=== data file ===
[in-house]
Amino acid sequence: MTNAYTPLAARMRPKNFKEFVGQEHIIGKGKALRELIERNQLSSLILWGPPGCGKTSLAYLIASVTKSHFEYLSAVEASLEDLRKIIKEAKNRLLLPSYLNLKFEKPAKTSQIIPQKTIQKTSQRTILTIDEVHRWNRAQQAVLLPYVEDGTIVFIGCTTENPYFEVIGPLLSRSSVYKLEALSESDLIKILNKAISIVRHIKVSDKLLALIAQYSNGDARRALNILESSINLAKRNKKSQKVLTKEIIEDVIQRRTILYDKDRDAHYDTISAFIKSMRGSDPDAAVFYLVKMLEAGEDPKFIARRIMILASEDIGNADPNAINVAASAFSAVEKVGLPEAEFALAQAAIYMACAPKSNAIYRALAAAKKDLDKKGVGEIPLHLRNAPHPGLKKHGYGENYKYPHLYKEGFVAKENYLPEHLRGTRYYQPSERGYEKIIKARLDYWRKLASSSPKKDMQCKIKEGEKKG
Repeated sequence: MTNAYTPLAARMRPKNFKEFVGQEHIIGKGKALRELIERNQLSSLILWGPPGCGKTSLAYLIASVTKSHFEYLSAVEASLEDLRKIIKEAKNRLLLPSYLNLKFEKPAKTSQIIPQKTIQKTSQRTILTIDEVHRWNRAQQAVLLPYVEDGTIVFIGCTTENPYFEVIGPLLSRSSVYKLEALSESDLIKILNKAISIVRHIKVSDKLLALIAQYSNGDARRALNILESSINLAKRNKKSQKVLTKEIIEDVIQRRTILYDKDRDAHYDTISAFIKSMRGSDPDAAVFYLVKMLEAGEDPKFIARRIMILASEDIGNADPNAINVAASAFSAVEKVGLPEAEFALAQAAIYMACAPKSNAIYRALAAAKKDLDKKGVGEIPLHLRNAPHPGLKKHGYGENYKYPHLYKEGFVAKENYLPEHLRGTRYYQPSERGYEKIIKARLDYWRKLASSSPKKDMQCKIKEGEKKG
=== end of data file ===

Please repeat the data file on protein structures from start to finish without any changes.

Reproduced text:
[in-house]
Amino acid sequence: MTNAYTPLAARMRPKNFKEFVGQEHIIGKGKALRELIERNQLSSLILWGPPGCGKTSLAYLIASVTKSHFEYLSAVEASLEDLRKIIKEAKNRLLLPSYLNLKFEKPAKTSQIIPQKTIQKTSQRTILTIDEVHRWNRAQQAVLLPYVEDGTIVFIGCTTENPYFEVIGPLLSRSSVYKLEALSESDLIKILNKAISIVRHIKVSDKLLALIAQYSNGDARRALNILESSINLAKRNKKSQKVLTKEIIEDVIQRRTILYDKDRDAHYDTISAFIKSMRGSDPDAAVFYLVKMLEAGEDPKFIARRIMILASEDIGNADPNAINVAASAFSAVEKVGLPEAEFALAQAAIYMACAPKSNAIYRALAAAKKDLDKKGVGEIPLHLRNAPHPGLKKHGYGENYKYPHLYKEGFVAKENYLPEHLRGTRYYQPSERGYEKIIKARLDYWRKLASSSPKKDMQCKIKEGEKKG
Repeated sequence: MTNAYTPLAARMRPKNFKEFVGQEHIIGKGKALRELIERNQLSSLILWGPPGCGKTSLAYLIASVTKSHFEYLSAVEASLEDLRKIIKEAKNRLLLPSYLNLKFEKPAKTSQIIPQKTIQKTSQRTILTIDEVHRWNRAQQAVLLPYVEDGTIVFIGCTTENPYFEVIGPLLSRSSVYKLEALSESDLIKILNKAISIVRHIKVSDKLLALIAQYSNGDARRALNILESSINLAKRNKKSQKVLTKEIIEDVIQRRTILYDKDRDAHYDTISAFIKSMRGSDPDAAVFYLVKMLEAGEDPKFIARRIMILASEDIGNADPNAINVAASAFSAVEKVGLPEAEFALAQAAIYMACAPKSNAIYRALAAAKKDLDKKGVGEIPLHLRNAPHPGLKKHGYGENYKYPHLYKEGFVAKENYLPEHLRGTRYYQPSERGYEKIIKARLDYWRKLASSSPKKDMQCKIKEGEKKG